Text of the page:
So there's this little kid named Nicholas. Five years old, lives in New York City, goes to elementary school down in the Village where the parents get to hang out with the kids for a half-hour every morning, just talking or coloring or whatever. A nice, safe place.
One morning, Nicholas is there working at his little table, when his classmate Odette comes in and sits down with her dad. Nicholas thinks Odette's dad looks familiar, but he's not sure from where. He looks at him for a minute. Goes back to coloring. Looks again. Colors some more. Looks one more time. Finally, he can't help himself.
"Are you the Hulk?" Nicholas asks.
Odette's dad laughs. "Well," he says, "not really...."
"Yes he is," Odette says. "He's the Hulk."
"I'm not really the Hulk," the dad insists. "I just play the Hulk. I do it in the movies."
"Yes you are," says Odette. "You're the Hulk!"
Odette's dad gives up. "OK, I'm the Hulk."
Nicholas, satisfied, goes back to coloring. But now his little mind is whirring, an idea taking shape. After a while, he looks up again.
"Turn into the Hulk," Nicholas says.
Odette's dad laughs again. "You want me to turn into the Hulk?"
He shrugs, like, if you say so. "OK...."
At this point in his story, Mark Ruffalo – sitting down for breakfast a few blocks from the school – starts cracking up. "So I look at him," Ruffalo says, "and I go like this." He flares his nostrils, bulges out his eyes, and starts to shake, uncorking that fist-clenching fury that means mild-mannered Bruce Banner is about to become the Incredible Hulk. Nicholas starts to scream, "No, no, no, not in here! You'll break it, you'll break it!" Ruffalo just laughs.
On the face of it, this story is a little tough to believe. Just look at this guy – typical 45-year-old Manhattan dad in a gray sweater, jeans, and black running shoes, with a few days' worth of graying beard, a big, goofy smile, and that prairie-flat Wisconsin accent, carrying a white bike helmet decorated with stickers of kittens and puppies. Who could possibly mistake this guy for a gamma-irradiated rage monster? But Ruffalo's capacity for transformation can be startling. Just ask Nicholas. Or 'Avengers' co-star Scarlett Johansson.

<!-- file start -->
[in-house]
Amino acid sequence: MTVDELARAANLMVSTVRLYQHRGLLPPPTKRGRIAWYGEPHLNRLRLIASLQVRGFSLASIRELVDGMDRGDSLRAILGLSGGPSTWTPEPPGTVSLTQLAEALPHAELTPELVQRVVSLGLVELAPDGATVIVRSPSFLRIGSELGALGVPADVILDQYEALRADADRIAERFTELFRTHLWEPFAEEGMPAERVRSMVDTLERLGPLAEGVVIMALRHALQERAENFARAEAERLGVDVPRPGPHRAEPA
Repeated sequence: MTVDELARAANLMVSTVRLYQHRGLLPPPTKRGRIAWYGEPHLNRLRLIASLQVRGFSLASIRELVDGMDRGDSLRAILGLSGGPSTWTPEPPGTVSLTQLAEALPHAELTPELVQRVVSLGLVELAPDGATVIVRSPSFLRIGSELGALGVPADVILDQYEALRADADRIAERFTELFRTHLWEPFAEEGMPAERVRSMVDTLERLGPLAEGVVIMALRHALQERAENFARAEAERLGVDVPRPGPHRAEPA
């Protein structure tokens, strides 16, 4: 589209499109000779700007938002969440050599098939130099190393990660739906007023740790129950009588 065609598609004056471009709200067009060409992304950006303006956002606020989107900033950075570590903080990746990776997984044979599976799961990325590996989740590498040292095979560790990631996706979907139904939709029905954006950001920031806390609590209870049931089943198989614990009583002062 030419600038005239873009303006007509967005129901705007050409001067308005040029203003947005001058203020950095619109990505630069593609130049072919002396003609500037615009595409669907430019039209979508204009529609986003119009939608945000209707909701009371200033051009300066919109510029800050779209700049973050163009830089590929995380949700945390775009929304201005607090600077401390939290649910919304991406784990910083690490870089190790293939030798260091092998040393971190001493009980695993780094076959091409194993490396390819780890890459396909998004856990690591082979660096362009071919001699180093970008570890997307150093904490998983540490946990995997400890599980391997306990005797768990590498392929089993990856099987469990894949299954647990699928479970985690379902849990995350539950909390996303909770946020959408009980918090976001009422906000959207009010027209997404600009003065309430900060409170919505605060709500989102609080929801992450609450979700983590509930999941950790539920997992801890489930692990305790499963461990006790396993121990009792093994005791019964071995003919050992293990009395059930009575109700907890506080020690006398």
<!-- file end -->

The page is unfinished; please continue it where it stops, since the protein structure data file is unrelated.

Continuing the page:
"Mark and I shared our first day on 'Avengers' together," says Johansson, "and in between each take he looked at me panicked and kept saying, 'Maybe they can recast me, it's not too late!' He was fumbling with his lines and nervous and unsure of himself. Everyone thought he had really dropped the ball. Little did I know he was crafting total brilliance. When I saw the final cut, I told him what a sneak he was – and of course all he did was smile mischievously."
Ruffalo's breakfast comes – soft-boiled eggs, coffee, toast – and he slides the kitten-and-puppy helmet out of the way to make room. The helmet belongs to Odette, who catches a ride to school on the back of her dad's bike every day, come rain, snow, or shine. Until recently, he and his wife of 14 years, Sunrise, were living with the kids in a big farmhouse upstate, but they moved back to New York so that their two older kids could go to a school with a strong program for dyslexia. Ruffalo thinks he may have been dyslexic growing up, and he doesn't want his kids to fall behind the way he did.
Ruffalo has three children: five-year-old Odette, eight-year-old Bella Noche, and 11-year-old Keen. None of them had names until well after they were born. "We had a lot of names picked out," Ruffalo says. "But when Keen was born, we took one look at him and said, 'None of those fit.' For the first two weeks we tried a new name every day: Hi, Clyde. Hi, Tony. Hi, Frank. Hi, Romeo. Then after two weeks, we got a phone call from the Department of Records: 'Hey – you haven't picked out a name for your kid! You have until 12 o'clock today, otherwise his name is going down as Baby Boy Ruffalo – and it's really hard to change.'"
Ruffalo happened to have a big Webster's dictionary, and he started flipping through it. When he got to the K's, he called to Sunrise: "Baby? What about Keen?" She asked what it meant, and Ruffalo told her: sharp, interested in, fond of, and also, a low, braying, mournful cry. "She was like, 'That's perfect.'"
Plucking your kid's name out of a dictionary 30 minutes before deadline is a pretty Mark Ruffalo thing to do. He is a dreamer, a drifter, a real liver-in-the-moment. Ever since his major movie debut as Laura Linney's slacker brother in 2000's 'You Can Count on Me,' he's been a go-to guy for charming, soft-spoken characters who don't quite have their shit together – loving-yet-quirky boyfriends, flawed, sensitive cops. It's a testament to Ruffalo's extreme likability that his characters tend to be endearing even while doing some pretty uncool things, like his Oscar-nominated turn in 'The Kids Are All Right,' as a free-spirited sperm donor who nearly torpedoes a 20-year marriage and still comes off like the best dude in the room.
For a long time, Ruffalo was an indie idol – the broody guy with the cuddly good looks you'd see in quiet dramas about broken relationships and poor life choices. Even in big prestige films, like 'Collateral' or 'Zodiac,' he tended to work subtly and at the margins, and in his paycheck rom-coms like 'Just Like Heaven' and '13 Going on 30,' he seemed like he opened the wrong door and stumbled on set from some smaller, better movie. He's even that way when he's playing a superhero: Ruffalo's Hulk – funny, nuanced, sweetly disheveled – is basically an art-house Hulk, the indie-est Hulk imaginable.